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Free Up Your Lower Back with these Four Exercises

By Brandon Gaydorus
Published on

Martin Kaymer stretches at the Golf in Dubai Championship.Getty Images

Low back pain seems to be a common complaint among golfers. Whether it comes on before, during, or after a round, you’d probably agree it’s not something you want!
Although there are many different reasons why it can occur (Ex. Previous injury, stiff muscles, mental, fatigue, overuse, etc.), it’s important to do what you can to prevent it, so that you continue to play golf throughout the year.
The lumbar spine aka lower back is a stable joint, meaning that it mostly bends forward and backward. The joints that connect to the lower back (Hips and T-Spine) are known as mobile joints and move in all three planes of motion (Side-to-Side, Forward and Backward, Rotational).
If the mobile joints lack the range of motion for the task at hand, the stable joint will over compensate into positions it shouldn’t be getting in! Increasing chances for pain and discomfort. For example, in the golf swing if you have limited t-spine mobility and are trying to increase your turn, the lower back will be forced to rotate in a range of motion that it is limited in. Which overtime can lead to chronic disc and muscular issues in the lower back.
So, here’s four exercises that target hip and t-spine mobility, as well as the stability of the lower back.
Assisted Leg Lower
  1. Place a resistance band around the middle of your foot and grab onto each side of the band.
  2. Extend the leg with the band around it and try to keep it as straight as possible.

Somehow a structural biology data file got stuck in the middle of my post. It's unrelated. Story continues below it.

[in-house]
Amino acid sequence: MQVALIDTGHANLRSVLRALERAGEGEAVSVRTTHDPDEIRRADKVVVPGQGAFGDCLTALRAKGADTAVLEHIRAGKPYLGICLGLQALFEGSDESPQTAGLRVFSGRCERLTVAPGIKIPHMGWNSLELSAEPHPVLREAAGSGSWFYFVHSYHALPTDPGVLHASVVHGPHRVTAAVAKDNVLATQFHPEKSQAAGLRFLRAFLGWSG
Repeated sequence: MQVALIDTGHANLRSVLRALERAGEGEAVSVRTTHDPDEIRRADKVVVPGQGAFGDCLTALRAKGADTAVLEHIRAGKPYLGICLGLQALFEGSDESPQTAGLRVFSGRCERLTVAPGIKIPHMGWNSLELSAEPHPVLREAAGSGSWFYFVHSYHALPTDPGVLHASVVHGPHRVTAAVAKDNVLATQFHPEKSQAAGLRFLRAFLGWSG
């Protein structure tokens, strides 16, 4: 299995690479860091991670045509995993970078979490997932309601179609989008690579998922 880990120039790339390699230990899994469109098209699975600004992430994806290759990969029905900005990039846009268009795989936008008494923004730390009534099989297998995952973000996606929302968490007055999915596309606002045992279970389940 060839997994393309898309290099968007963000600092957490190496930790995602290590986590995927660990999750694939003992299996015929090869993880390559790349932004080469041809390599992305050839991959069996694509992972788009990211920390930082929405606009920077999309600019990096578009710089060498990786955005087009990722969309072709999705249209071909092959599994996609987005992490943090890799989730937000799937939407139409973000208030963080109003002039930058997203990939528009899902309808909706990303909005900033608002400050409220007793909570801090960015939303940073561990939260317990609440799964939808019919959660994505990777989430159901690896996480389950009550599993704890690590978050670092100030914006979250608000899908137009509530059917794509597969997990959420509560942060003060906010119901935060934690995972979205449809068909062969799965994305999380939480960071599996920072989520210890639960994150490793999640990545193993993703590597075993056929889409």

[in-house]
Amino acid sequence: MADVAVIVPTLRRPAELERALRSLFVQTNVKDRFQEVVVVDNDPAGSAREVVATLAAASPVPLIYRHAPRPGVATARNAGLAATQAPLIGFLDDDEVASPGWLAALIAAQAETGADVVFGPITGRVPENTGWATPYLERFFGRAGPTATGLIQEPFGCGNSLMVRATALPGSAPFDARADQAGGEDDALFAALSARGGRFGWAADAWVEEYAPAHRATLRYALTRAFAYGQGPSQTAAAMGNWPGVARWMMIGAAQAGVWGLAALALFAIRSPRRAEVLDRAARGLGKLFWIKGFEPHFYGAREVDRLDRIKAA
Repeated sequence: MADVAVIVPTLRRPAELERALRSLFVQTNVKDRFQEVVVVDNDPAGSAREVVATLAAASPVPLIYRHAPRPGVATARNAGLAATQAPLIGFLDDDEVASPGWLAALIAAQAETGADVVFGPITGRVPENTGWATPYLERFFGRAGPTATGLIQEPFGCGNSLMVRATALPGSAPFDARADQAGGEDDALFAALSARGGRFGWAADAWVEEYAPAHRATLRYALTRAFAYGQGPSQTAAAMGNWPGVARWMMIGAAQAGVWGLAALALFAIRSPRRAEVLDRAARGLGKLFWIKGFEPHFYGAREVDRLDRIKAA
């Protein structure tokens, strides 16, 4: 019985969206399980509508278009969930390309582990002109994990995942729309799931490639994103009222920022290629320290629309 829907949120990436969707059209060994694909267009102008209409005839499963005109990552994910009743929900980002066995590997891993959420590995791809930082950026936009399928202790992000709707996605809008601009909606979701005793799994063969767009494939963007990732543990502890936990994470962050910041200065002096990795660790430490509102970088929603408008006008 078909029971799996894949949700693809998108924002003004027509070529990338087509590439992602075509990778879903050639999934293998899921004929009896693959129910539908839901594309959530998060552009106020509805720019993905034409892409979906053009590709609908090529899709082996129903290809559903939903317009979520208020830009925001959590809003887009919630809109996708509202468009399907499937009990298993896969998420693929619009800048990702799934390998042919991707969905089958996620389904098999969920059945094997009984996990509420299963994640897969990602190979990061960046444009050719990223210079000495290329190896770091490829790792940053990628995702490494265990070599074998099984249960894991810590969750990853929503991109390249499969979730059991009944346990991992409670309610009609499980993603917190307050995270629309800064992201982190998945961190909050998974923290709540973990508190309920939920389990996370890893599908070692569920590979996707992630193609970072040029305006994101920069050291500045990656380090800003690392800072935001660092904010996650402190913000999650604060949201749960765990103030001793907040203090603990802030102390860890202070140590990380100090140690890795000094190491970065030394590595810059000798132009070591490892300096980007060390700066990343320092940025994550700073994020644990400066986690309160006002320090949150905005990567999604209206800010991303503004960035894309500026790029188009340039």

3. Raise the opposite leg up and down under a controlled movement. Perform 5 times, then repeat with other leg.
You can also perform this without the band if you have solid hamstring mobility, meaning your leg is fairly straight and there’s about a 90-degree angle between the legs from the starting position.
Side-to-Side Leg Sweeps
  1. Lie on your back in a relaxed position, lift one leg about a foot off the ground.
  2. From there, keep your leg straight and sweep it to the side, and then reverse it the other way.
  3. Perform 8 times, then repeat with other leg.
If this puts strain on your lower back, try placing a band around your foot to make it a bit easier. While the lower back may come off the ground slightly, try to keep it connected to the floor.
Cat & Camel
  1. Get on your hands and knees (quadruped position). Make sure your shoulders are directly over your wrists, and your hips over your knees. Push your lower spine towards the ground while pulling your chin up towards the sky.
  2. Then reverse this movement by tucking the neck downward and letting the mid-lower part of the spine follow upward. Keep the arms straight the entire time. Perform 5 times in each position, slowly rotating between the two.
If you feel pressure on your knees, kneel on a cushion.
Quadruped T-Spine Rotations
  1. Kneel on the ground, placing your knees together. Put one hand behind your head.
  2. From there, rotate that arm’s elbow towards the sky, retracting your shoulder back as you do. Keep the opposing forearm on the ground, and push your hips toward your heels (use a foam roller to bridge the gap if needed).
  3. Once you get to the top, hold for a second, then bring the elbow back to the ground.
  4. Perform 5 times, then repeat on the other side of your body.
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